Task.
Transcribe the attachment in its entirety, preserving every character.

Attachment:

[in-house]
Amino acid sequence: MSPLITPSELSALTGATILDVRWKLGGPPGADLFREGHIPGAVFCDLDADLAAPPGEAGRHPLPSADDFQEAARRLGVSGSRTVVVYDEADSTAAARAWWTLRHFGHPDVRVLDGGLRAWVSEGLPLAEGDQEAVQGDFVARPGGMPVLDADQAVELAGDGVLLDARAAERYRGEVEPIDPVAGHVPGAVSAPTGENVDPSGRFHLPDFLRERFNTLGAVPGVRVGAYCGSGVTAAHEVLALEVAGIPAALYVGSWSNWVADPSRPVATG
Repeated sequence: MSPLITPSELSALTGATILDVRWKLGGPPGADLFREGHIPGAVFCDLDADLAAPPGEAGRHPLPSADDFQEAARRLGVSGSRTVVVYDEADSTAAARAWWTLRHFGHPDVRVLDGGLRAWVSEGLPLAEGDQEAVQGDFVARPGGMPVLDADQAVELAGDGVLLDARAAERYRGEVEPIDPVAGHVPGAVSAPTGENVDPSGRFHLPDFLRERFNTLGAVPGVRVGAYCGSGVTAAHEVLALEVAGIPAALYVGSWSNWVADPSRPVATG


[in-house]
Amino acid sequence: MSPLITPSELSALTGATILDVRWKLGGPPGADLFREGHIPGAVFCDLDADLAAPPGEAGRHPLPSADDFQEAARRLGVSGSRTVVVYDEADSTAAARAWWTLRHFGHPDVRVLDGGLRAWVSEGLPLAEGDQEAVQGDFVARPGGMPVLDADQAVELAGDGVLLDARAAERYRGEVEPIDPVAGHVPGAVSAPTGENVDPSGRFHLPDFLRERFNTLGAVPGVRVGAYCGSGVTAAHEVLALEVAGIPAALYVGSWSNWVADPSRPVATG
Repeated sequence: MSPLITPSELSALTGATILDVRWKLGGPPGADLFREGHIPGAVFCDLDADLAAPPGEAGRHPLPSADDFQEAARRLGVSGSRTVVVYDEADSTAAARAWWTLRHFGHPDVRVLDGGLRAWVSEGLPLAEGDQEAVQGDFVARPGGMPVLDADQAVELAGDGVLLDARAAERYRGEVEPIDPVAGHVPGAVSAPTGENVDPSGRFHLPDFLRERFNTLGAVPGVRVGAYCGSGVTAAHEVLALEVAGIPAALYVGSWSNWVADPSRPVATG